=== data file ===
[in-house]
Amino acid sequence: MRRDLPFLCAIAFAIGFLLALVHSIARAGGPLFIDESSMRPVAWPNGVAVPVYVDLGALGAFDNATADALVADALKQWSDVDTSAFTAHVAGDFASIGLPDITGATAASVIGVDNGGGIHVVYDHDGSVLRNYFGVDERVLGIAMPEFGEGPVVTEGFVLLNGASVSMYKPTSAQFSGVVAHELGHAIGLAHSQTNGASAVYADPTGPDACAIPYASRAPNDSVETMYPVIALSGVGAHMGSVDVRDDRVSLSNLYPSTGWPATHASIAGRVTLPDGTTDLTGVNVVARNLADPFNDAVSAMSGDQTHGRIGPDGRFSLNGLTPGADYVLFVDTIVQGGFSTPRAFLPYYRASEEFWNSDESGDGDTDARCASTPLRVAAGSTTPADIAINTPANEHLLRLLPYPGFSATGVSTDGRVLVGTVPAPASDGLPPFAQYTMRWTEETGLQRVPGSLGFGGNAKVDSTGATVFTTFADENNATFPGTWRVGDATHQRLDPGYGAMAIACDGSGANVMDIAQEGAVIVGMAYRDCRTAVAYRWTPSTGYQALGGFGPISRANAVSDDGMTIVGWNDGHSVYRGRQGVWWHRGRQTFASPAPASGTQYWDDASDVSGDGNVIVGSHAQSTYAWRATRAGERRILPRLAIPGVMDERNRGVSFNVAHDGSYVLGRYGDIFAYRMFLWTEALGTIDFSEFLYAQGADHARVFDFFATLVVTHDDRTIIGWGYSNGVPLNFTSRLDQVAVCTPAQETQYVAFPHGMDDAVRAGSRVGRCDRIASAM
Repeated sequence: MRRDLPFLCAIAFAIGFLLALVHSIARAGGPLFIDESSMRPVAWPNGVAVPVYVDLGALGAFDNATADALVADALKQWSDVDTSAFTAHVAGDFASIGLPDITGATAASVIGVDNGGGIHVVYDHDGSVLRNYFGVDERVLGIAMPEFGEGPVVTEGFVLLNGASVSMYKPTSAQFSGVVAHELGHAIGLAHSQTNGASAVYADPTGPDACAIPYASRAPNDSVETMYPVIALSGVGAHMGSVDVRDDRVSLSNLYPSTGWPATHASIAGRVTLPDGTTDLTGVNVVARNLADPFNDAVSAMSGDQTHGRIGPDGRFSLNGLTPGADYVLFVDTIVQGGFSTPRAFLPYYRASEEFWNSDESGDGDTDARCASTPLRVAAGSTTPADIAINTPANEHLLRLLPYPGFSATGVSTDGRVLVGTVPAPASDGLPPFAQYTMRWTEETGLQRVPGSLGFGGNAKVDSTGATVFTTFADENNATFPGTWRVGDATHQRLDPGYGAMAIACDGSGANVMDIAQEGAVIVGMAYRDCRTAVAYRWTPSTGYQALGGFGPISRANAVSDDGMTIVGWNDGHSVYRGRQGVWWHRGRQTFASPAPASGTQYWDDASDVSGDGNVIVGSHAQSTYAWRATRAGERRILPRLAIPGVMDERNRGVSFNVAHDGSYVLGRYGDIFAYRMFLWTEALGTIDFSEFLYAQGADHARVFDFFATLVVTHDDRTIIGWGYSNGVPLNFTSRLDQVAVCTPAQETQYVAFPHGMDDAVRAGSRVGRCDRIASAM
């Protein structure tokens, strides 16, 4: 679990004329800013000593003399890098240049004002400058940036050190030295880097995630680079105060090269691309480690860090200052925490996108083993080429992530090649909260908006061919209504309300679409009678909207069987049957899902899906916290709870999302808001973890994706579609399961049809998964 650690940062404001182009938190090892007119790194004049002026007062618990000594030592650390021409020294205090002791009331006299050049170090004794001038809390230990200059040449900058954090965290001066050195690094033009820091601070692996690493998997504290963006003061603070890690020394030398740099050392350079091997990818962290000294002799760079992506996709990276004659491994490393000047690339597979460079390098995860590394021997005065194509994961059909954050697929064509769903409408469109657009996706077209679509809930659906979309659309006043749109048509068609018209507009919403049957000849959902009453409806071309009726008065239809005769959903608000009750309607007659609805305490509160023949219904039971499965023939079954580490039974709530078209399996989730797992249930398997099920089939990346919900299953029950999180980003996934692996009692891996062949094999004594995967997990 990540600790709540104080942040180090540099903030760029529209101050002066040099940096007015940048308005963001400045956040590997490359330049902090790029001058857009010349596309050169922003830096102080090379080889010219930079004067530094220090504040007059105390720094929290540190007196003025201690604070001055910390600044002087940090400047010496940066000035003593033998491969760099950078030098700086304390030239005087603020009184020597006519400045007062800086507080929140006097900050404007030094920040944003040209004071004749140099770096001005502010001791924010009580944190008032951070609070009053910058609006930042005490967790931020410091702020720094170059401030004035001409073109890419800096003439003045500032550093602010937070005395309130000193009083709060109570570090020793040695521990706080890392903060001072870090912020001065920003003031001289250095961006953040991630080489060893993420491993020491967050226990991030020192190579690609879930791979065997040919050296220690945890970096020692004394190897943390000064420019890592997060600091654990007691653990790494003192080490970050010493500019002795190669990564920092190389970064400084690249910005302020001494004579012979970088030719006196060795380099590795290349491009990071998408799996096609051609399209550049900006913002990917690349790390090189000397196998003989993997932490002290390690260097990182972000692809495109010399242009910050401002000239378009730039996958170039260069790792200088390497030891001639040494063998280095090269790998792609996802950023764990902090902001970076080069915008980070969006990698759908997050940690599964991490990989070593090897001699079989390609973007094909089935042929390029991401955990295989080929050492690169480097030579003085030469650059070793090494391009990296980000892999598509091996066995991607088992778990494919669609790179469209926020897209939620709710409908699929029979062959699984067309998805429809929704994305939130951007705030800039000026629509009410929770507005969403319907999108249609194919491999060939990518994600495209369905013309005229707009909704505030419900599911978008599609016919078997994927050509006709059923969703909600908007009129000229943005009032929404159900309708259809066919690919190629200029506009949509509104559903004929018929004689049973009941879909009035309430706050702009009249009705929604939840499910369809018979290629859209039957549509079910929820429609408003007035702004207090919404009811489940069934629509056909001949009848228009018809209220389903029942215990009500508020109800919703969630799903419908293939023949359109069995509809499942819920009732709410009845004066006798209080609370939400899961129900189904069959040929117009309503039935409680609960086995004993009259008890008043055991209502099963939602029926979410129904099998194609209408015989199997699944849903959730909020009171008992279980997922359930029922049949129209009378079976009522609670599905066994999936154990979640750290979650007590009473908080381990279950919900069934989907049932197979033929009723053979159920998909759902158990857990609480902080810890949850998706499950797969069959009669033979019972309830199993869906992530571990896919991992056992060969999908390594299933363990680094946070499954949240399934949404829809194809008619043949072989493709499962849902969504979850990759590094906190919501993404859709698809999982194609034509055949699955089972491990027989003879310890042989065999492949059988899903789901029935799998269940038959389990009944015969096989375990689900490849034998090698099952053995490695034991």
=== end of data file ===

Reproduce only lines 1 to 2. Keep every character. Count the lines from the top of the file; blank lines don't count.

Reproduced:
[in-house]
Amino acid sequence: MRRDLPFLCAIAFAIGFLLALVHSIARAGGPLFIDESSMRPVAWPNGVAVPVYVDLGALGAFDNATADALVADALKQWSDVDTSAFTAHVAGDFASIGLPDITGATAASVIGVDNGGGIHVVYDHDGSVLRNYFGVDERVLGIAMPEFGEGPVVTEGFVLLNGASVSMYKPTSAQFSGVVAHELGHAIGLAHSQTNGASAVYADPTGPDACAIPYASRAPNDSVETMYPVIALSGVGAHMGSVDVRDDRVSLSNLYPSTGWPATHASIAGRVTLPDGTTDLTGVNVVARNLADPFNDAVSAMSGDQTHGRIGPDGRFSLNGLTPGADYVLFVDTIVQGGFSTPRAFLPYYRASEEFWNSDESGDGDTDARCASTPLRVAAGSTTPADIAINTPANEHLLRLLPYPGFSATGVSTDGRVLVGTVPAPASDGLPPFAQYTMRWTEETGLQRVPGSLGFGGNAKVDSTGATVFTTFADENNATFPGTWRVGDATHQRLDPGYGAMAIACDGSGANVMDIAQEGAVIVGMAYRDCRTAVAYRWTPSTGYQALGGFGPISRANAVSDDGMTIVGWNDGHSVYRGRQGVWWHRGRQTFASPAPASGTQYWDDASDVSGDGNVIVGSHAQSTYAWRATRAGERRILPRLAIPGVMDERNRGVSFNVAHDGSYVLGRYGDIFAYRMFLWTEALGTIDFSEFLYAQGADHARVFDFFATLVVTHDDRTIIGWGYSNGVPLNFTSRLDQVAVCTPAQETQYVAFPHGMDDAVRAGSRVGRCDRIASAM